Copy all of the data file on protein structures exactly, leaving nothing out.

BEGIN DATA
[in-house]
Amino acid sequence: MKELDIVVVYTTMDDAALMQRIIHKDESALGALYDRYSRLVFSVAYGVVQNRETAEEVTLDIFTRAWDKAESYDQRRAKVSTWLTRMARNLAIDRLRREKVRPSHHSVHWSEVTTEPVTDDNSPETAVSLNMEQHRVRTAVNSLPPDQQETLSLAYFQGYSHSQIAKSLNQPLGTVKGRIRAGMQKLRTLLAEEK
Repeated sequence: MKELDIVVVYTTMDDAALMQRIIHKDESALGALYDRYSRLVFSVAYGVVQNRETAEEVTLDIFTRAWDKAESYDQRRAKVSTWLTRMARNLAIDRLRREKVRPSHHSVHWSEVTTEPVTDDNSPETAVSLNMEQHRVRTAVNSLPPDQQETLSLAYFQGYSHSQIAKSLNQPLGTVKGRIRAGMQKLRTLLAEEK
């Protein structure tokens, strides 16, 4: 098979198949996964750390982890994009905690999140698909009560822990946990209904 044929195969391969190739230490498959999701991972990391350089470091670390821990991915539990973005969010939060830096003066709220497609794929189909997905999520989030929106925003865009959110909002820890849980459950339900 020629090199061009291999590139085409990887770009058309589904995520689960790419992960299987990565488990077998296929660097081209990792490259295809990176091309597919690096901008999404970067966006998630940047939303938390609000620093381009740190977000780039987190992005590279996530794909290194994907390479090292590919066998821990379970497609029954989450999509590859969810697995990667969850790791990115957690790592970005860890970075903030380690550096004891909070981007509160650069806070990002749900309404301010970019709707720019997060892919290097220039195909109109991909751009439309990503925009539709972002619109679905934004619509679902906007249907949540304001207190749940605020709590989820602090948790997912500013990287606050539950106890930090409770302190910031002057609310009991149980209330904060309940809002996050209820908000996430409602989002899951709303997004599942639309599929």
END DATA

[in-house]
Amino acid sequence: MKELDIVVVYTTMDDAALMQRIIHKDESALGALYDRYSRLVFSVAYGVVQNRETAEEVTLDIFTRAWDKAESYDQRRAKVSTWLTRMARNLAIDRLRREKVRPSHHSVHWSEVTTEPVTDDNSPETAVSLNMEQHRVRTAVNSLPPDQQETLSLAYFQGYSHSQIAKSLNQPLGTVKGRIRAGMQKLRTLLAEEK
Repeated sequence: MKELDIVVVYTTMDDAALMQRIIHKDESALGALYDRYSRLVFSVAYGVVQNRETAEEVTLDIFTRAWDKAESYDQRRAKVSTWLTRMARNLAIDRLRREKVRPSHHSVHWSEVTTEPVTDDNSPETAVSLNMEQHRVRTAVNSLPPDQQETLSLAYFQGYSHSQIAKSLNQPLGTVKGRIRAGMQKLRTLLAEEK
């Protein structure tokens, strides 16, 4: 098979198949996964750390982890994009905690999140698909009560822990946990209904 044929195969391969190739230490498959999701991972990391350089470091670390821990991915539990973005969010939060830096003066709220497609794929189909997905999520989030929106925003865009959110909002820890849980459950339900 020629090199061009291999590139085409990887770009058309589904995520689960790419992960299987990565488990077998296929660097081209990792490259295809990176091309597919690096901008999404970067966006998630940047939303938390609000620093381009740190977000780039987190992005590279996530794909290194994907390479090292590919066998821990379970497609029954989450999509590859969810697995990667969850790791990115957690790592970005860890970075903030380690550096004891909070981007509160650069806070990002749900309404301010970019709707720019997060892919290097220039195909109109991909751009439309990503925009539709972002619109679905934004619509679902906007249907949540304001207190749940605020709590989820602090948790997912500013990287606050539950106890930090409770302190910031002057609310009991149980209330904060309940809002996050209820908000996430409602989002899951709303997004599942639309599929």